Passwords are weak and often cracked. Two-factor authentication, which uses your phone number to send a secondary code you have to enter, is much stronger.
I know first-hand how scary password hacks can be, but I still put off two-factor authentication for years — relying instead on a strong multi-digit 1Password-generated password — because it felt clunky and hard to set up. What if I lost access to my phone number because I was restoring my iPhone? What if I couldn't get network access for my two-factor code? Too much hassle, I thought.
Authy changed my opinion on two-factor authentication: The app makes it far less terrifying to deal with; it also lives on both my Mac and iOS devices, so I don't have to worry about losing access to my accounts while my phone is restoring. Authy was recently acquired by Twillo, but the company still plans to support its two-factor authentication customers, so you don't have to worry about it mysteriously disappearing anytime soon.
What is two-factor authentication?
Two-factor authentication is the most prevalent way to secure your accounts: It asks you to authenticate that you are who you say you are by supplying not only your password, but a six-digit code supplied from your phone or an external app. It ensures that those accessing your accounts have access to your physical devices as well as your virtual passwords, and makes a simple password crack or social engineering hack a lot more insufficient in actually accessing your personal data.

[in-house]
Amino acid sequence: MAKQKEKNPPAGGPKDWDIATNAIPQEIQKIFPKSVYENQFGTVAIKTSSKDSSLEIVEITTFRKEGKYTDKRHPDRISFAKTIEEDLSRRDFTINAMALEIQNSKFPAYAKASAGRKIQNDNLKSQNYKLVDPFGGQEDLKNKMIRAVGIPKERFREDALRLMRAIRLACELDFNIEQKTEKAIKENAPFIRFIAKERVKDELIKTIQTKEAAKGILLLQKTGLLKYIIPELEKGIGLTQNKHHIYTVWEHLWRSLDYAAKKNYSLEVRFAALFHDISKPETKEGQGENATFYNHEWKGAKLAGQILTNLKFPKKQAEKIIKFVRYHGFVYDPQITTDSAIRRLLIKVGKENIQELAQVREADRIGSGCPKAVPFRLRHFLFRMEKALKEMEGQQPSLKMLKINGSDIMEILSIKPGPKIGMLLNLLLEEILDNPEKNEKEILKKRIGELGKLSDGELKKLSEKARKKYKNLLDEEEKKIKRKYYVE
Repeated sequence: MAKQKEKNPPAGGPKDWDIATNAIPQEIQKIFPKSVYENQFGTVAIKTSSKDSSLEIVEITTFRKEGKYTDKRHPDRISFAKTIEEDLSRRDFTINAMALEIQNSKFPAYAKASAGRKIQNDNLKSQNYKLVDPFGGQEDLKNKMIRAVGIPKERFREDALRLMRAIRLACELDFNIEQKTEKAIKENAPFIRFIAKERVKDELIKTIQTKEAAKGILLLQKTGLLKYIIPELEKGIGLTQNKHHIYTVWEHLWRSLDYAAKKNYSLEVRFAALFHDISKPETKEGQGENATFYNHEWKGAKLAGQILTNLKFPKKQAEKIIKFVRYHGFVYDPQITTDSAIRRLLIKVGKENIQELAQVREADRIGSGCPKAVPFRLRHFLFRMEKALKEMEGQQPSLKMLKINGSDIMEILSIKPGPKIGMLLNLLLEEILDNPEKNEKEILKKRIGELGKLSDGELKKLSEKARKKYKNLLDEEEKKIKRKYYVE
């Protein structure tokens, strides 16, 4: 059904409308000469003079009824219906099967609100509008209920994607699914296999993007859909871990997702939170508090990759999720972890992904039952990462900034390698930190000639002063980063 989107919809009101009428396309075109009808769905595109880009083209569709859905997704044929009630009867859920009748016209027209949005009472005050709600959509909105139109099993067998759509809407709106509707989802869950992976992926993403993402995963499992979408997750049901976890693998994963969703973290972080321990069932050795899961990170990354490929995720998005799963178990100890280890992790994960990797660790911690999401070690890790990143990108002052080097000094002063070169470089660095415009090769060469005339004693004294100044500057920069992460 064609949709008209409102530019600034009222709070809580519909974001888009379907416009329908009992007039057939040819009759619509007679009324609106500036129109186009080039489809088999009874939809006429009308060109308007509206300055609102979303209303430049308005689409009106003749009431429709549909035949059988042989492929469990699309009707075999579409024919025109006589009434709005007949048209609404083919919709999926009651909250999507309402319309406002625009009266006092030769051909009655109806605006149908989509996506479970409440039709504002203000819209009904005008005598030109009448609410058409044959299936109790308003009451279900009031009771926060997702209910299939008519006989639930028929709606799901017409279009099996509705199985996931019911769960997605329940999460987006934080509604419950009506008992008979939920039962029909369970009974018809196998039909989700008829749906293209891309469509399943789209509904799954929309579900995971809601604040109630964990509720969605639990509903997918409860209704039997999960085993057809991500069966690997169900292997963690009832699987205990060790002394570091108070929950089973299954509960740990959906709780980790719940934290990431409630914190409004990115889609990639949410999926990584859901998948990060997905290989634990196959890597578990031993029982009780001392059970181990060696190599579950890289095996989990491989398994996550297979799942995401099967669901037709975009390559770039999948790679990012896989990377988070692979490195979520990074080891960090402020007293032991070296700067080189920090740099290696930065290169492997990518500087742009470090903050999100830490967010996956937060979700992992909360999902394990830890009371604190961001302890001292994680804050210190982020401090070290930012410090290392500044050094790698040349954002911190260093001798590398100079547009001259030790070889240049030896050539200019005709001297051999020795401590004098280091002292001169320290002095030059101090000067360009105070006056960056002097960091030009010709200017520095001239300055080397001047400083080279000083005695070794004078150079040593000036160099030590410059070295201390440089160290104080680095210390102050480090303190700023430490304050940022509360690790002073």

How to set up Authy
Downloading and setting up Authy is simple: The app is free and available for both iOS and Android, as well as on your computer as a Google Chrome plugin. Once you download Authy, you'll be asked to set it up with your primary phone number via a call or text message; once you do so, you're ready to start adding third-party services.
Add third-party services to Authy via code generation
Authy connects to any service that integrates with Google Authenticator for two-factor authentication; the Google service lets you randomly generate two-factor authentication tokens even while offline.
Authy supports a slew of different options, including your Google accounts, Facebook, Tumblr, Dropbox, Outlook, Evernote, Amazon Web Services, Wordpress, DreamHost, and LastPass, among others. Sadly, you won't be able to hook up your iCloud account or Twitter to Authy.
To use Authy with these services, you need to make sure they have code generation turned on. Each service has a slightly different way of enabling this, but in general you should find it under the Security section of your preferences. As an example, here's Google's setup screen below.
When you click to enable code generation, you'll be presented with a barcode; scan this with the Authy app to add the account.
Once you've added your account, use the code generated by the Authy app to activate two-factor code generation back on the original service.
How to use Authy in day-to-day life
From here on out, you can use Authy's codes to unlock that service for new devices — whether or not you have internet access on your primary Authy device. The app even offers a Notification Center Today widget to give you easy clipboard access to your codes. And if your phone is dead or otherwise occupied, you can also use Authy on your computer via the Google Chrome widget.
Do you use Authy, or another two-factor authentication app? Let us know in the comments.